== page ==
We somehow managed to get transport into Lhasa, but as most of the tourism infrastructure was set up for tours, we were on our own in all sense of the word. We walked down the main street of Lhasa with our packs on our backs as though in another world. There was no commercialization of Tibet at the time. It was like a medieval city. There were throngs of nomads arriving on pilgrimage dressed in their yak skin chubas, the women with braided hair, many Tibetans wearing Mao suits and caps, herds of yaks and flocks of sheep in the roads.
You may be wondering why I am telling this story now. Well, after 30 years of wanting to return to Tibet, I finally did last summer. And I suppose I have been reminiscing. As I was preparing for my journey, I knew I had these slides from my trip in 1986, but didn’t pull them out. When I returned from my pilgrimage, I was so engrossed with just digesting it, I still didn’t look at my old slides. Anyways, the other day, I got a scanner and scanned them.
The most incredible thing is what I found. During the trip I made to Tibet in 1986, I only too 41 pictures! I was there for 5 weeks and only took 41 photos!! And not one of them had me in the photo! Oh, how times have changed! Traveling to Tibet was just the beginning of a seven month trip. From there we would go to Nepal for a couple months, then Thailand, and India. All in all I travelled from October ’86 to May ’87. I brought 6 rolls of 36 exposures – film for slides. I had a Pentax K1000 camera, and barely did it leave my pack.
Last summer, in Eastern Tibet I took 1260 photos! It’s hard to recall how different photography was back in the old days. One took a photo with no idea what it might look like or whether the exposure was right, and then had to wait till you were back home to develop and see the photos. That is, after you set up a slide projector and screen! Well, I am so happy with the photos I have, but so wish I had more.
To top this off, when I returned to Tibet two years later in 1988, I did not even have a camera, and didn’t take one photo! I was traveling with a friend, and at the very start of our trip we had been drugged and robbed on a bus going from Ko Samet to Bangkok. They took all our money, my camera, but left us our passports. We were able to continue our trip undaunted and got our travelers cheques back, flew to Kathmandu, and soon after flew from there to Tibet for a few weeks. My friend thankfully did take some photos…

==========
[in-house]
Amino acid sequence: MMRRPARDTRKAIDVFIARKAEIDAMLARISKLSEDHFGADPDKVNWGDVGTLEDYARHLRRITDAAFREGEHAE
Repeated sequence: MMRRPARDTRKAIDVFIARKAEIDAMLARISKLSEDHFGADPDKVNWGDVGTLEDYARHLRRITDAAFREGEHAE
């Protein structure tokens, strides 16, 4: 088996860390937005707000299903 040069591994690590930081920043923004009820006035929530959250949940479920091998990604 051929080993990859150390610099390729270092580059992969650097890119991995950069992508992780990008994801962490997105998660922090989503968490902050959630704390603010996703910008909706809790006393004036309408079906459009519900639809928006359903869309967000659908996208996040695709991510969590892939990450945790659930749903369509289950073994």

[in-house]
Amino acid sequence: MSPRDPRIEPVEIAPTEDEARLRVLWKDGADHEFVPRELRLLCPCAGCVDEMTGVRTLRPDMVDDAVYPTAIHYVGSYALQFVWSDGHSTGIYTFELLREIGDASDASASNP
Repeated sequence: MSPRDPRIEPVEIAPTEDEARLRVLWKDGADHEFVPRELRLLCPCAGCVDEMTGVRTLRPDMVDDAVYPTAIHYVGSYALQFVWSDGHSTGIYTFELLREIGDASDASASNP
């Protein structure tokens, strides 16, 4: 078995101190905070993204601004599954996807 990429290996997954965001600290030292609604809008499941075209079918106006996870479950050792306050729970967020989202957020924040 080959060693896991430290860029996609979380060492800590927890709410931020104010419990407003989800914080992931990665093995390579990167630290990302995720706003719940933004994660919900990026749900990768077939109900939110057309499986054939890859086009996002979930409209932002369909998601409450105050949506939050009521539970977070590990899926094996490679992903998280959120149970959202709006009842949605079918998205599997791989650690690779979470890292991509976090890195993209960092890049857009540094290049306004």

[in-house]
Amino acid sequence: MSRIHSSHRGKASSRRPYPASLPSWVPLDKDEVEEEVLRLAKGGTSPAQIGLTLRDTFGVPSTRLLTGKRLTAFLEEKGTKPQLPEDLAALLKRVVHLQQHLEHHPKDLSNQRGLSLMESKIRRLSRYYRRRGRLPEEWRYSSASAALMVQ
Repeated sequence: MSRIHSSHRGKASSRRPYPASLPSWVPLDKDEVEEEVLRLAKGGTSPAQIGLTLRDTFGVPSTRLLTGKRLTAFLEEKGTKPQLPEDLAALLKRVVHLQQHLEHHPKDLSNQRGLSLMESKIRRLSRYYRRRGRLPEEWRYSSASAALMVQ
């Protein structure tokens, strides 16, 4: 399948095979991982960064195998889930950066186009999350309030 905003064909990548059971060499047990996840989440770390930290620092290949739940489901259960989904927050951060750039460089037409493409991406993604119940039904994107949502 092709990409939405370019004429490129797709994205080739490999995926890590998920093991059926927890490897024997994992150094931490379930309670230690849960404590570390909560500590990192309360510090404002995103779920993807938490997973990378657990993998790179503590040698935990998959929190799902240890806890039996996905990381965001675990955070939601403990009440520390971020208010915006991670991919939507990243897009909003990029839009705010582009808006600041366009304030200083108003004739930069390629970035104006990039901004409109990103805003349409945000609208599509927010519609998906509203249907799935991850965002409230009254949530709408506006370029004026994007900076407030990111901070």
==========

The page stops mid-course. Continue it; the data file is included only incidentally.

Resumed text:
Again, it was an absolutely magical, mesmerizing trip.
But back to 1986. We were so blessed to go to Tibet when there was so much freedom to explore. There were restricted areas, but with perseverence you could find a way to get there, often in the back of a truck. After a week exploring Lhasa area, we travelled to what was a restricted area south east of Lhasa – the Yarlung Valley, Tsedang and Samye Monastery. We spent a whole day the Yumbulakang palace, which according to legend is the first building built in Tibet. We did not see one other person there all day long, except this woman and child and the caretaker who was an old man with one long brown tooth.
I wrote in my journal:
“The sky was so blue as the palace framed itself against the sickle moon. Prayer flags and clove wine and a little old man who danced through the woodwork. Hopping from side to side and smiling his toothless smile, save the beauty: the big long brown tooth that made up for all the rest. But the Yumbulakang itself – high up on the rocks looking so far from east to west through fields of yak and sheep, fabulous Tibetan homes, and a river like sapphire coloring the vegetation around it.”
“The expanse of the valleys and ravines seem wider than the mind can fathom. So flat and big, and then so deep and broken, discovering camouflaged monasteries and pilgrim paths as forlorn and barren as all the rest. And one sits for ages just staring and following over and over again the line of the deep blue sky against the brown corrugated mountains. Then to the snow peaks. Then to the fields. Then to the palace that has been there for hundreds of years. The kings. The monks. The lifetimes…”
From there we crossed the Yarlung Tsangpo River to go to Samye Monastery and then had a plan to do a three day hike on a pilgrim trail which went north to Ganden Monastery. We camped in the trees above, after traveling across the river with some pilgrims.
I remember being so entranced with their yak skin chubas, fur hats, braided hair, and warm disposition. We did not see one other westerner the whole time there.
The next day we walked through the sand dunes seen at the opposite shore to where Samye sits – the bottom of the first ridge on the left.